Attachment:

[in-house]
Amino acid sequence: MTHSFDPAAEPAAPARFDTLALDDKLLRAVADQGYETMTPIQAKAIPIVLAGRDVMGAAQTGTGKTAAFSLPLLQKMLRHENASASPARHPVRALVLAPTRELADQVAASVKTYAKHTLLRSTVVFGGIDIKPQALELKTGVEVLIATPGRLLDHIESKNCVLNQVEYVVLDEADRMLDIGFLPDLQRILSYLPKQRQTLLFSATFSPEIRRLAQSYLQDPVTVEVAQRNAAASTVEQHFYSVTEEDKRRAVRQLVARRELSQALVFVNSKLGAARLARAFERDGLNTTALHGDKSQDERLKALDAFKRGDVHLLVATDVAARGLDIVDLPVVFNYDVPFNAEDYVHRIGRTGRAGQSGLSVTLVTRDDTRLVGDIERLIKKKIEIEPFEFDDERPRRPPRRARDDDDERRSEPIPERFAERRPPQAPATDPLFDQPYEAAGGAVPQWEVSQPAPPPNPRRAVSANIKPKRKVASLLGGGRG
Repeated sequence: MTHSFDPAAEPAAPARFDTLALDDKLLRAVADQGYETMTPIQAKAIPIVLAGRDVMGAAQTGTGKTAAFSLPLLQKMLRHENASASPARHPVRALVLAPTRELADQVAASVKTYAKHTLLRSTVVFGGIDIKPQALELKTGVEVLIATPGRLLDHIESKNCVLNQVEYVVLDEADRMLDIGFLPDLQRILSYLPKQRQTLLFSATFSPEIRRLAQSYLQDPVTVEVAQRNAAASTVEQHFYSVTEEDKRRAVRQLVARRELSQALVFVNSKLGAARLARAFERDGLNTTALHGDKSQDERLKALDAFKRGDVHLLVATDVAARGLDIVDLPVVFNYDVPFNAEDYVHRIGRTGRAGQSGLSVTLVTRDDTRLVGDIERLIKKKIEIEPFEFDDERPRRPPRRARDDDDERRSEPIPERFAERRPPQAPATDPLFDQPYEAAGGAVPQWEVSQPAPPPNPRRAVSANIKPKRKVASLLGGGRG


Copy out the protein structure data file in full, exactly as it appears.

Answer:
[in-house]
Amino acid sequence: MTHSFDPAAEPAAPARFDTLALDDKLLRAVADQGYETMTPIQAKAIPIVLAGRDVMGAAQTGTGKTAAFSLPLLQKMLRHENASASPARHPVRALVLAPTRELADQVAASVKTYAKHTLLRSTVVFGGIDIKPQALELKTGVEVLIATPGRLLDHIESKNCVLNQVEYVVLDEADRMLDIGFLPDLQRILSYLPKQRQTLLFSATFSPEIRRLAQSYLQDPVTVEVAQRNAAASTVEQHFYSVTEEDKRRAVRQLVARRELSQALVFVNSKLGAARLARAFERDGLNTTALHGDKSQDERLKALDAFKRGDVHLLVATDVAARGLDIVDLPVVFNYDVPFNAEDYVHRIGRTGRAGQSGLSVTLVTRDDTRLVGDIERLIKKKIEIEPFEFDDERPRRPPRRARDDDDERRSEPIPERFAERRPPQAPATDPLFDQPYEAAGGAVPQWEVSQPAPPPNPRRAVSANIKPKRKVASLLGGGRG
Repeated sequence: MTHSFDPAAEPAAPARFDTLALDDKLLRAVADQGYETMTPIQAKAIPIVLAGRDVMGAAQTGTGKTAAFSLPLLQKMLRHENASASPARHPVRALVLAPTRELADQVAASVKTYAKHTLLRSTVVFGGIDIKPQALELKTGVEVLIATPGRLLDHIESKNCVLNQVEYVVLDEADRMLDIGFLPDLQRILSYLPKQRQTLLFSATFSPEIRRLAQSYLQDPVTVEVAQRNAAASTVEQHFYSVTEEDKRRAVRQLVARRELSQALVFVNSKLGAARLARAFERDGLNTTALHGDKSQDERLKALDAFKRGDVHLLVATDVAARGLDIVDLPVVFNYDVPFNAEDYVHRIGRTGRAGQSGLSVTLVTRDDTRLVGDIERLIKKKIEIEPFEFDDERPRRPPRRARDDDDERRSEPIPERFAERRPPQAPATDPLFDQPYEAAGGAVPQWEVSQPAPPPNPRRAVSANIKPKRKVASLLGGGRG